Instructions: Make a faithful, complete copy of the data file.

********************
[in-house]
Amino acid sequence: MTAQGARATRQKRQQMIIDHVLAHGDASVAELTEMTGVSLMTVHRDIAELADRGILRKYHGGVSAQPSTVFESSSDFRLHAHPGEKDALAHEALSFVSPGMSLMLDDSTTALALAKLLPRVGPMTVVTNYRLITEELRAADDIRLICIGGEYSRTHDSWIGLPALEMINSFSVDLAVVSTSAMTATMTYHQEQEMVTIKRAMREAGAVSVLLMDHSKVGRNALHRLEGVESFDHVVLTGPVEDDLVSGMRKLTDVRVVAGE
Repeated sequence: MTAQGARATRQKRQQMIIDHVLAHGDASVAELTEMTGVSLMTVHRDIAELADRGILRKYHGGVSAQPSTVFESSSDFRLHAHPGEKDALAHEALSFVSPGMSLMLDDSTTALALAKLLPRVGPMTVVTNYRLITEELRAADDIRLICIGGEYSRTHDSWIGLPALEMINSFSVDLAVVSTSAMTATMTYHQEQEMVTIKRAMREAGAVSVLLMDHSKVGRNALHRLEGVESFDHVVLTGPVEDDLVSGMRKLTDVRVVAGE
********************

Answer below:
[in-house]
Amino acid sequence: MTAQGARATRQKRQQMIIDHVLAHGDASVAELTEMTGVSLMTVHRDIAELADRGILRKYHGGVSAQPSTVFESSSDFRLHAHPGEKDALAHEALSFVSPGMSLMLDDSTTALALAKLLPRVGPMTVVTNYRLITEELRAADDIRLICIGGEYSRTHDSWIGLPALEMINSFSVDLAVVSTSAMTATMTYHQEQEMVTIKRAMREAGAVSVLLMDHSKVGRNALHRLEGVESFDHVVLTGPVEDDLVSGMRKLTDVRVVAGE
Repeated sequence: MTAQGARATRQKRQQMIIDHVLAHGDASVAELTEMTGVSLMTVHRDIAELADRGILRKYHGGVSAQPSTVFESSSDFRLHAHPGEKDALAHEALSFVSPGMSLMLDDSTTALALAKLLPRVGPMTVVTNYRLITEELRAADDIRLICIGGEYSRTHDSWIGLPALEMINSFSVDLAVVSTSAMTATMTYHQEQEMVTIKRAMREAGAVSVLLMDHSKVGRNALHRLEGVESFDHVVLTGPVEDDLVSGMRKLTDVRVVAGE